Students Win with Passage of New Negotiations Law
March 8, 2020
March 8, 2020
Contact: John O’Neil, VEA Communications, firstname.lastname@example.org; 804-873-8316
Richmond, VA [3/7/20]—The Virginia Education Association (VEA) won a hard-fought battle for students and educators across the Commonwealth today with the passage of a new bill that reinstates educators’ freedom to negotiate their contracts. Research indicates that when educators secure the right to negotiate, learning conditions improve for students.
“This new law means that educators will have a seat at the table,” said Jim Livingston, VEA President and a former math teacher. “VEA members across the state will be working their tails off to make sure their school board understands how students will benefit from contract negotiations. And what board wants to deny children an advocate?”
The bill which passed the General Assembly today will allow VEA’s local chapters to open a negotiations process with local school boards after the board has passed a resolution supporting local participation in bargaining. More than a dozen VEA local affiliates had such negotiated agreements before the Virginia Supreme Court struck down the practice in 1977, ruling that localities could not bargain without express permission of the General Assembly. VEA local negotiations at that time had successfully secured additional reading, art, and music teachers, the setting of school calendars, fairer discipline policies, and other benefits for schools.
“This is the most significant change in Virginia labor law in decades,” said Thea Lee, President of the Economic Policy Institute. “Under this bill, teachers, school staff, and municipal and county workers are going to have the chance to substantively address the learning and working conditions in the schools and communities where they serve, which ultimately benefits students and taxpayers. Their advocacy will be backed by an agreed-upon contract with the local school board or local government.”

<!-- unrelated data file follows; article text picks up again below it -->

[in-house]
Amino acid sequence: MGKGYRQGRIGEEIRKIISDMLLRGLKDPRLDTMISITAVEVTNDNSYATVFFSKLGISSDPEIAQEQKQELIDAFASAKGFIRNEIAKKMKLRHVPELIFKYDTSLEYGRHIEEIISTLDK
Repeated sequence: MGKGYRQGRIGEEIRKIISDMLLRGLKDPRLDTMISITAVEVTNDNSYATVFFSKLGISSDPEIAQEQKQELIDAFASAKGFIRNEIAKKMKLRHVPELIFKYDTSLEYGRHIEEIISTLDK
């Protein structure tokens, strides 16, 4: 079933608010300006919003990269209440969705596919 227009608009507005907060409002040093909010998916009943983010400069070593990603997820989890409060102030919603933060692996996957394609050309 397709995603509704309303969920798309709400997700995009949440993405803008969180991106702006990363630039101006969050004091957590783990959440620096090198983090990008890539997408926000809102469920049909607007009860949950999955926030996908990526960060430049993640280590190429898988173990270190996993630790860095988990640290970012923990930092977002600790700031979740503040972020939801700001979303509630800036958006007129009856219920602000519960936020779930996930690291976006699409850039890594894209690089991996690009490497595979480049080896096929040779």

VEA’s 40,000 members backed the new law because it will increase their ability to advocate for the enhancements their schools need, and their students deserve. “I felt like I lacked a tangible way to advocate for my students, I’m hopeful that negotiations will give me that tool,” said Kelly Walker, a government teacher in the Virginia Beach public schools. “I know we have our work cut out to gain local recognition from school boards, but I’m excited to see how I can make things better for my students.”
“People fail to realize that our educator’s working conditions are our student’s learning conditions” added Kimberly Adams, a media specialist in Fairfax County. “Prior to collective bargaining, teachers lacked a voice. The freedom to negotiate gives us a seat at the table and restores our ability to improve students’ learning environments.”
VEA put significant effort into restoring educators’ right to negotiate. They engaged with parents and their communities and helped form a coalition of organizations that represents public servants. VEA members sent more than 1,000 messages and made hundreds of calls to elected officials. They also pleaded their case in the Washington Post, Richmond Times-Dispatch, and numerous other media outlets.
VEA will hold a press briefing on Tuesday, March 10, at 1:30 pm, to discuss the new law in greater detail and share VEA’s plans for the year ahead. Reporters should contact John O’Neil at email@example.com for call-in details.
According to the Economic Policy Institute, teachers in Virginia earn 32.7% less in weekly wages than other (non-teacher) college-educated workers. Virginia’s teacher wage penalty is the worst in the nation.Take Action Now